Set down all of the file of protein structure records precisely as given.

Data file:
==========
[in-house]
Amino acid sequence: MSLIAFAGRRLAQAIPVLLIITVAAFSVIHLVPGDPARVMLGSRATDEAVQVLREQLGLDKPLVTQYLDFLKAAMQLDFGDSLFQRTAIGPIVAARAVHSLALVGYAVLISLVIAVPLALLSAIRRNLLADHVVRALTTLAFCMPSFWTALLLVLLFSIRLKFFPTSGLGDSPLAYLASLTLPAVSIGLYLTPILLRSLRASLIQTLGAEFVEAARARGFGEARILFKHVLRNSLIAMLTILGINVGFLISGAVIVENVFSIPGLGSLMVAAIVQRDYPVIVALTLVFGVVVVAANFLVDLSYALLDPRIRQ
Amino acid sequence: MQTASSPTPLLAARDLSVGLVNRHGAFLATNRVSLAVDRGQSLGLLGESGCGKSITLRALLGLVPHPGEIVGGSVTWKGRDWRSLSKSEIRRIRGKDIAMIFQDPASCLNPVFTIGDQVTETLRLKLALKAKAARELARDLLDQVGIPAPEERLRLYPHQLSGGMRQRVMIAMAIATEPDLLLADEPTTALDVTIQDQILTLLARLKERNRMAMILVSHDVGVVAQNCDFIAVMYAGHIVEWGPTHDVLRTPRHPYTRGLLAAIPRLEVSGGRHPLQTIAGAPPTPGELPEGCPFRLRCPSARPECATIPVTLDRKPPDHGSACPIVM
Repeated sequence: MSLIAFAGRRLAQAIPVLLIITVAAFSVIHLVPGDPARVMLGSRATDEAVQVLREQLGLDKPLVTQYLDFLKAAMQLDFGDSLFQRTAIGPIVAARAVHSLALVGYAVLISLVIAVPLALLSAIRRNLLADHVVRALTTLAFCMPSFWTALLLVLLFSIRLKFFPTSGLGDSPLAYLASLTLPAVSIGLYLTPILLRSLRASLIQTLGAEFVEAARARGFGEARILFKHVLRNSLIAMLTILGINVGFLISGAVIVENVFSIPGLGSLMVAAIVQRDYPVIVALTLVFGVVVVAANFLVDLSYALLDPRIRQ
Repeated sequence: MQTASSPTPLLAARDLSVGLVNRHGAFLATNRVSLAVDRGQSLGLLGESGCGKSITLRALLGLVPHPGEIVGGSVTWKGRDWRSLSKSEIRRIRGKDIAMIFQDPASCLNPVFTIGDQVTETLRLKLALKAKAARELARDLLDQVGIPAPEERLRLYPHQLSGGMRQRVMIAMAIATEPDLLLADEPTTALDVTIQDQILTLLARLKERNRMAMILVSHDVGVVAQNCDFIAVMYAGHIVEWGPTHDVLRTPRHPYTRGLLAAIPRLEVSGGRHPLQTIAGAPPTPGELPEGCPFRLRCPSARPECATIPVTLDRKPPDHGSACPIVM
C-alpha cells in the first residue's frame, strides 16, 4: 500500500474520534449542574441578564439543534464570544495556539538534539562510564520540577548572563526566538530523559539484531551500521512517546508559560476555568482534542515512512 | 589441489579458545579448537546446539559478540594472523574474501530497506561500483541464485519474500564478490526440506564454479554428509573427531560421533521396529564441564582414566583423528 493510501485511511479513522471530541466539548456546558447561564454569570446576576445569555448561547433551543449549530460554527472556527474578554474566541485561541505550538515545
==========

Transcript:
[in-house]
Amino acid sequence: MSLIAFAGRRLAQAIPVLLIITVAAFSVIHLVPGDPARVMLGSRATDEAVQVLREQLGLDKPLVTQYLDFLKAAMQLDFGDSLFQRTAIGPIVAARAVHSLALVGYAVLISLVIAVPLALLSAIRRNLLADHVVRALTTLAFCMPSFWTALLLVLLFSIRLKFFPTSGLGDSPLAYLASLTLPAVSIGLYLTPILLRSLRASLIQTLGAEFVEAARARGFGEARILFKHVLRNSLIAMLTILGINVGFLISGAVIVENVFSIPGLGSLMVAAIVQRDYPVIVALTLVFGVVVVAANFLVDLSYALLDPRIRQ
Amino acid sequence: MQTASSPTPLLAARDLSVGLVNRHGAFLATNRVSLAVDRGQSLGLLGESGCGKSITLRALLGLVPHPGEIVGGSVTWKGRDWRSLSKSEIRRIRGKDIAMIFQDPASCLNPVFTIGDQVTETLRLKLALKAKAARELARDLLDQVGIPAPEERLRLYPHQLSGGMRQRVMIAMAIATEPDLLLADEPTTALDVTIQDQILTLLARLKERNRMAMILVSHDVGVVAQNCDFIAVMYAGHIVEWGPTHDVLRTPRHPYTRGLLAAIPRLEVSGGRHPLQTIAGAPPTPGELPEGCPFRLRCPSARPECATIPVTLDRKPPDHGSACPIVM
Repeated sequence: MSLIAFAGRRLAQAIPVLLIITVAAFSVIHLVPGDPARVMLGSRATDEAVQVLREQLGLDKPLVTQYLDFLKAAMQLDFGDSLFQRTAIGPIVAARAVHSLALVGYAVLISLVIAVPLALLSAIRRNLLADHVVRALTTLAFCMPSFWTALLLVLLFSIRLKFFPTSGLGDSPLAYLASLTLPAVSIGLYLTPILLRSLRASLIQTLGAEFVEAARARGFGEARILFKHVLRNSLIAMLTILGINVGFLISGAVIVENVFSIPGLGSLMVAAIVQRDYPVIVALTLVFGVVVVAANFLVDLSYALLDPRIRQ
Repeated sequence: MQTASSPTPLLAARDLSVGLVNRHGAFLATNRVSLAVDRGQSLGLLGESGCGKSITLRALLGLVPHPGEIVGGSVTWKGRDWRSLSKSEIRRIRGKDIAMIFQDPASCLNPVFTIGDQVTETLRLKLALKAKAARELARDLLDQVGIPAPEERLRLYPHQLSGGMRQRVMIAMAIATEPDLLLADEPTTALDVTIQDQILTLLARLKERNRMAMILVSHDVGVVAQNCDFIAVMYAGHIVEWGPTHDVLRTPRHPYTRGLLAAIPRLEVSGGRHPLQTIAGAPPTPGELPEGCPFRLRCPSARPECATIPVTLDRKPPDHGSACPIVM
C-alpha cells in the first residue's frame, strides 16, 4: 500500500474520534449542574441578564439543534464570544495556539538534539562510564520540577548572563526566538530523559539484531551500521512517546508559560476555568482534542515512512 | 589441489579458545579448537546446539559478540594472523574474501530497506561500483541464485519474500564478490526440506564454479554428509573427531560421533521396529564441564582414566583423528 493510501485511511479513522471530541466539548456546558447561564454569570446576576445569555448561547433551543449549530460554527472556527474578554474566541485561541505550538515545